The Department of Economic Opportunity released January unemployment numbers, a sepia-tinged snapshot of a bygone time.
“Benchmarking,” according to the DEO release, involves looking at what is now clearly historical data.
The real question for policy makers will be unemployment in March and beyond, with coronavirus slowdowns impacting manufacturing, the service industry, and all sectors except health care.
But in January, numbers reflected the pre-COVID 19 economy, and for jobs numbers it couldn’t be beat.
Unemployment was still at a historic low of 2.8%.
“Florida’s seasonally adjusted unemployment rate was 2.8% in January 2020, down 0.1 percentage point from the revised December 2019 rate, and down 0.6 percentage point from a year ago. Florida’s unemployment rate tied the record low of 2.8%. There were 291,000 jobless Floridians out of a labor force of 10,440,000. The U.S. unemployment rate was 3.6% in January,” the release notes.
The pre-coronavirus job market was strong in many sectors, with jobs being created over the preceding 12 months in most of them.
Construction’s 21,500 jobs were up nearly 4% year over year, with professional and business services, leisure and hospitality, financial services, and manufacturing all up 2% year over year in January.
It remains to be seen whether that trend will hold going forward.
Regional unemployment in January was low everywhere in the state, with all regions below the 6% threshold economists used to identify as full employment.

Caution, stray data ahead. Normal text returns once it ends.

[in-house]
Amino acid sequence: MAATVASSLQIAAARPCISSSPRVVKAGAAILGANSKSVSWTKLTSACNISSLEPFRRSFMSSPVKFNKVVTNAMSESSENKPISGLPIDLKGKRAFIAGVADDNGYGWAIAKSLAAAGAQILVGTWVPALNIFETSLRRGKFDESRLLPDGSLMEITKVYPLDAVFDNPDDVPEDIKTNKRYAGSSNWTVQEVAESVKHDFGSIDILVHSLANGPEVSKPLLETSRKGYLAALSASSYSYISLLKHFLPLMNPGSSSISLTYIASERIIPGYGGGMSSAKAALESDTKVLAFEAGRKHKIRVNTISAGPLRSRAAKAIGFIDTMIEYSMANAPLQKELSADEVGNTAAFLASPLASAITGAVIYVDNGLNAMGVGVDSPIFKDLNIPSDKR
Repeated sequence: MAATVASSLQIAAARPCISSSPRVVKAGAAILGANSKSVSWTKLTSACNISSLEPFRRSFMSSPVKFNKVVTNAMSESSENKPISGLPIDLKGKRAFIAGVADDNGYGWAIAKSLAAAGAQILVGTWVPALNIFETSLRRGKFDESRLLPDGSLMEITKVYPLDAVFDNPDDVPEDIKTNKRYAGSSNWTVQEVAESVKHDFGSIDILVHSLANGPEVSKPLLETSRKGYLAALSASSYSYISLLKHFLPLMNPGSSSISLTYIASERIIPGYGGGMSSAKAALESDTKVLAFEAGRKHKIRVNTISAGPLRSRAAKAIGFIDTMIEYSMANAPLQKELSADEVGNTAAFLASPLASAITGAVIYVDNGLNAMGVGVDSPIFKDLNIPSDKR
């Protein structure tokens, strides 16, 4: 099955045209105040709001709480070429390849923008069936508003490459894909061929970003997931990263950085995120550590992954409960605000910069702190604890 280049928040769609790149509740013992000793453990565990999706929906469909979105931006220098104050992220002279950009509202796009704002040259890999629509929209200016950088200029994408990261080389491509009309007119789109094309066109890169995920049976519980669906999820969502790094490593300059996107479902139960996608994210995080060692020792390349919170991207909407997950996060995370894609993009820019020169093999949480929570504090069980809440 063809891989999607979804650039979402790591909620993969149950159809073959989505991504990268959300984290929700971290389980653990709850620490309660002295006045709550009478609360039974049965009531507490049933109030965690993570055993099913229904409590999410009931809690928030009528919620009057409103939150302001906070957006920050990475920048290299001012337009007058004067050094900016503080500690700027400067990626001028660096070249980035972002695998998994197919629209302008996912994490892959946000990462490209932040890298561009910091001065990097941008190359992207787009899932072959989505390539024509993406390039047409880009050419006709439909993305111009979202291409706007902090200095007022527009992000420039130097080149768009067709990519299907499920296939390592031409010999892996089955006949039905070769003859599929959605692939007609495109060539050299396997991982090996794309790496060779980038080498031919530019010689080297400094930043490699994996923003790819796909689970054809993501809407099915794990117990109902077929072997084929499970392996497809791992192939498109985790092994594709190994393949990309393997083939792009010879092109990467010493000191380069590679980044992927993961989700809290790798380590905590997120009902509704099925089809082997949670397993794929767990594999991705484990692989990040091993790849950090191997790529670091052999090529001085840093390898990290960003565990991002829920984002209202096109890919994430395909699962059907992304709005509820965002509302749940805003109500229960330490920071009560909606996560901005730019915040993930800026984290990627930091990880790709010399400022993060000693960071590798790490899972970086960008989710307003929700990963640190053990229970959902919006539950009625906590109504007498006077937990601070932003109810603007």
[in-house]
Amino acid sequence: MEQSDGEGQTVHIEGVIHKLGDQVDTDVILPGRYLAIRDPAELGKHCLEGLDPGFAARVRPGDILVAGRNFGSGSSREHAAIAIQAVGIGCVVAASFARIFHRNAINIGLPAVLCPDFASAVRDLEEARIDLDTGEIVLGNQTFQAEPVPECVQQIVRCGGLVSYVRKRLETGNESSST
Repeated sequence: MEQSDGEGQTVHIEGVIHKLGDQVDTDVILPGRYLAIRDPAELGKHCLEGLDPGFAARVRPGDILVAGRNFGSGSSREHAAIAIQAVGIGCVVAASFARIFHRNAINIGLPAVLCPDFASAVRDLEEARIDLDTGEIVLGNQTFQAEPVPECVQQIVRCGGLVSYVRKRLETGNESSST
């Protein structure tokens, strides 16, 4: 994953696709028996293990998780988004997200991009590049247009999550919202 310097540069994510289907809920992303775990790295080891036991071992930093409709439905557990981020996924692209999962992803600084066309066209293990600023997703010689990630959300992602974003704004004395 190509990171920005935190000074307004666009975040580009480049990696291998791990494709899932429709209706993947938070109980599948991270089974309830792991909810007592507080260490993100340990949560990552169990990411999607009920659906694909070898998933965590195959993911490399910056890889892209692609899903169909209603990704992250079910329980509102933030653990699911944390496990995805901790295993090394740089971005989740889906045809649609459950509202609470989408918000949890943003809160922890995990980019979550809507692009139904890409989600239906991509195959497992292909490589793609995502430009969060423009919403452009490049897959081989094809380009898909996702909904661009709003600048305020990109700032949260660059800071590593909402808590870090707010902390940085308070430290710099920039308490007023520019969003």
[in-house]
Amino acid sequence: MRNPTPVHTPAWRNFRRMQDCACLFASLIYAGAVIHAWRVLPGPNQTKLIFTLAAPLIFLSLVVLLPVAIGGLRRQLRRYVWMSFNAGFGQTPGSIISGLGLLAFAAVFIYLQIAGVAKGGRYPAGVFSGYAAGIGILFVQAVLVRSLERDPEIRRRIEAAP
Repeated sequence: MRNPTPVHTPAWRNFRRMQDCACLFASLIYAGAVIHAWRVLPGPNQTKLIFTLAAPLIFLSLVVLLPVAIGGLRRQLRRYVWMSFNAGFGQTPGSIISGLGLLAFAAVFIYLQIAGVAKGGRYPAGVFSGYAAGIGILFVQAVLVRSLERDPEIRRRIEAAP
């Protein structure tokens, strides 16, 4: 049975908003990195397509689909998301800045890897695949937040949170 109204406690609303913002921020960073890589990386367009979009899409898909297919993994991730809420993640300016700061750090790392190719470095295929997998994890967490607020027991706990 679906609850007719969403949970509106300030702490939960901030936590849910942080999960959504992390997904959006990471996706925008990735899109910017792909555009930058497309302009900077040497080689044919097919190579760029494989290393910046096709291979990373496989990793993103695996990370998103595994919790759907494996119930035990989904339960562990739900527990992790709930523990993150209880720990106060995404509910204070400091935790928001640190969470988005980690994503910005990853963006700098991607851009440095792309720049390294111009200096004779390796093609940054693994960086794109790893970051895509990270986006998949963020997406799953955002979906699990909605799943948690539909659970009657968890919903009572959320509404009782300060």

The strongest January job market in the state was Miami-Dade, with just a 1.5% unemployment rate. Other counties fared more poorly.
“Hendry County had the highest unemployment rate (5.1%) in Florida in January 2020, followed by Citrus County (4.9%), Hamilton County (4.7%) and Sumter County (4.6%),” the release contends.
However, 23 of 24 metro areas (all except Homosassa Springs) enjoyed year over year job gains headed into the January report — a remarkable postcard from a strong economy driven by easy money and consumer confidence that likely is on the wane now.
It remains to be seen though when the forecasting models will catch up to the disturbing trends roiling equity and commodities markets, however.
The state is expecting to have created 3% more jobs between 2019 and 2021, with a 7.1% increase in construction jobs driving what certainly was an optimistic forecast.
The 2019 to 2027 projections are even more buoyant. A 9% increase in jobs is expected during that period.
State economists were already noting a “winded” economy ahead of the COVID-19 conundrum. That may turn out to be an optimistic read.